By all accounts, the Amazon Kindle Fire is the best-selling Android tablet of all time.Between Amazon's quality-not-quantity approach to their App Store and one-tablet-to-rule-them-all line-up, and you've got a recipe for quality control more akin to Apple than Google. But that also means developing for the Fire and the App Store is a slightly different experience from start to finish - so if you're planning an app specifically for the Fire...
Last night on the Android Developers blog, Tim Bray recapped a few improvements that have come to the Android Market since Froyo landed. Most of them (five out of the six) are old news by now, but the sixth is one we haven't heard about before:
Good news, developers: Google is finally giving you the opportunity to formally submit a description of changes to your app in its latest version. Many devs were doing this in the description field already, but were constrained by the character limit in place. This new option frees up some space in the description for ... well, further description, and is sure to please some application developers out there. No sign of the ability to respond to user comments, though, sorry.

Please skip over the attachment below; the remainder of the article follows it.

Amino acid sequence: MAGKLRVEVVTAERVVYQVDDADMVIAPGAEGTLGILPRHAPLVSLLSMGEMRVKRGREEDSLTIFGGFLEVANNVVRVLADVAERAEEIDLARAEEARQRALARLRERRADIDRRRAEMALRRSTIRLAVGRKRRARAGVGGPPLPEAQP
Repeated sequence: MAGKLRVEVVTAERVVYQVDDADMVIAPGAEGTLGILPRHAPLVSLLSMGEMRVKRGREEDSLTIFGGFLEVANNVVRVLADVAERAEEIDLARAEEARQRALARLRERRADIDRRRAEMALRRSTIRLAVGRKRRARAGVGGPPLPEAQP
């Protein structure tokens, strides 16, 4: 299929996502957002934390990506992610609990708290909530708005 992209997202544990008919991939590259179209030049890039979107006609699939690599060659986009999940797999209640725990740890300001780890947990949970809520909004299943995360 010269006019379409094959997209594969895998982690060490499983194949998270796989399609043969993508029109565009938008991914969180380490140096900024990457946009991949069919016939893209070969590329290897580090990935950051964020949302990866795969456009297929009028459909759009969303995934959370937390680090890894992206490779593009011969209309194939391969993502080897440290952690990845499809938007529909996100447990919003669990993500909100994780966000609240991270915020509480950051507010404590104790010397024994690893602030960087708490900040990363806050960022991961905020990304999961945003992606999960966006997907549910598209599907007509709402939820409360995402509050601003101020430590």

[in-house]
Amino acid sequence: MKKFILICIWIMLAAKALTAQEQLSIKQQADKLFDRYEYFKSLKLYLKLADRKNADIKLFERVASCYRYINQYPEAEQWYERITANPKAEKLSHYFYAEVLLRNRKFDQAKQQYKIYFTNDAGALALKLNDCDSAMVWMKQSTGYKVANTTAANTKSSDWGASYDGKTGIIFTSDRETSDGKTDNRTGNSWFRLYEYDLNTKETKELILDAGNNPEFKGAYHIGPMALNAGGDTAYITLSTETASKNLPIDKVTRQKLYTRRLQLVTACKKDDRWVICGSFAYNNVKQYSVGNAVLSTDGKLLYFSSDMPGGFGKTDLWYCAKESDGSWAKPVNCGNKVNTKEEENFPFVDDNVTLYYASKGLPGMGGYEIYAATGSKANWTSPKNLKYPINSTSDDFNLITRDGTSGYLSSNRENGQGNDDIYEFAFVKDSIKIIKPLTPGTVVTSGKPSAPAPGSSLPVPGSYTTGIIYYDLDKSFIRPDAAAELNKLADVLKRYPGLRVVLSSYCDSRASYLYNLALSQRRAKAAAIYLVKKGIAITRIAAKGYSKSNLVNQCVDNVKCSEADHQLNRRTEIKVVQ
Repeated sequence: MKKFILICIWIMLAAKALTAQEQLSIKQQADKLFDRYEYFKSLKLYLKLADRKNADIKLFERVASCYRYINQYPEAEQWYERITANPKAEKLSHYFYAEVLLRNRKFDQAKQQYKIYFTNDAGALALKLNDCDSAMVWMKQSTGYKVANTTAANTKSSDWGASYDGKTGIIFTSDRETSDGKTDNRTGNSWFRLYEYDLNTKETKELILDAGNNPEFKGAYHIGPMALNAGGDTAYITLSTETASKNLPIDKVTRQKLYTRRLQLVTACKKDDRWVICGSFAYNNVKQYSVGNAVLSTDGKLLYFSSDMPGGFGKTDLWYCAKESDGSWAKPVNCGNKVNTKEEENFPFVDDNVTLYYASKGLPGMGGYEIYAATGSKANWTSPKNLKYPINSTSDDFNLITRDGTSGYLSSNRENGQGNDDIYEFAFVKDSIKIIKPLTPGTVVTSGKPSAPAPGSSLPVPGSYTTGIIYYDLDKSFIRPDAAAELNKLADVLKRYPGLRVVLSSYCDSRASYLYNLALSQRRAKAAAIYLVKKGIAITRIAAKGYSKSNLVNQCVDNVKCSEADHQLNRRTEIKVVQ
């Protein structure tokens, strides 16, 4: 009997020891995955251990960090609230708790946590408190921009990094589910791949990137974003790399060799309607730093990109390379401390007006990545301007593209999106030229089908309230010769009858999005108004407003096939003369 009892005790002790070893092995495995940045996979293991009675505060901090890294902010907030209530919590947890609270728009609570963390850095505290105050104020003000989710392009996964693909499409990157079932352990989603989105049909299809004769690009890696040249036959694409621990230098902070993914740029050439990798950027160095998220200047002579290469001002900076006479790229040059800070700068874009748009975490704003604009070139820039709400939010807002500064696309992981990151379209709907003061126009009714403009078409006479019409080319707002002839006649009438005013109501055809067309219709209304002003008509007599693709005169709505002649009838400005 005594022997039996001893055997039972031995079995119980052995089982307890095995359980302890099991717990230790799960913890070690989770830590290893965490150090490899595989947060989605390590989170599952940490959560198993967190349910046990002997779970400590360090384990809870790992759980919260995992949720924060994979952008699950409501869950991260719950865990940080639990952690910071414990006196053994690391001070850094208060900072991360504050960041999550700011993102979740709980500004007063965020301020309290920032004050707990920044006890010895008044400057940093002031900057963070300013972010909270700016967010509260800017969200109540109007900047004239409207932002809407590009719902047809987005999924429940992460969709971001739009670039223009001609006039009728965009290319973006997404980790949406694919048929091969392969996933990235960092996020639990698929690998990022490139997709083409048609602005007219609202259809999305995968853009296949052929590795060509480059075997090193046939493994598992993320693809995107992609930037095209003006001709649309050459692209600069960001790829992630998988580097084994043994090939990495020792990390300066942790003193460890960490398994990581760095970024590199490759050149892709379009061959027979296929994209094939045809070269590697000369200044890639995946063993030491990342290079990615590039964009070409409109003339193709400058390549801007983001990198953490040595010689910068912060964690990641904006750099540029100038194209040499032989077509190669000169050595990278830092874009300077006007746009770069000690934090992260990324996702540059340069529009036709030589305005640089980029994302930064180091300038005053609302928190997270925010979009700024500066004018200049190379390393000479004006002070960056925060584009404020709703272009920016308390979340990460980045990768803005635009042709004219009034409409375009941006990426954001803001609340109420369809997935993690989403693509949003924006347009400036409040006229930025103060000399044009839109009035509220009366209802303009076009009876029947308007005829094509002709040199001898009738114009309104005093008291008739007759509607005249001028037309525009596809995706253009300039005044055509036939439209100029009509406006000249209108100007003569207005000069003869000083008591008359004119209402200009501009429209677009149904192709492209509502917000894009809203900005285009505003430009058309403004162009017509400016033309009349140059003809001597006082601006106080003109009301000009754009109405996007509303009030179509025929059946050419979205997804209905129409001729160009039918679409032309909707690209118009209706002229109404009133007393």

The popular, open-source media player firmware Rockbox has recently been made available for Android. Rather than run as an operating system, Rockbox operates as a standalone application that you can install as usual with an APK. Development is still on-going, but Rockbox dev kugel has a few pre-compiled APKs hosted for you to try out if you’re interested.
These builds are unofficial and are purely for demonstrative purposes, but they seem to work pretty nicely.
Unity3D recently announced that pre-sales are going on for their Android version of their great 3D engine. Game developers who are still on the border as to whether or not they want to make the jump to Android or, if you already are developing for Android making the jump to Unity 3D, have a little more incentive now. Unity3D will give the first 500 Unity Pro for Android pre-sale orders a free Nexus One.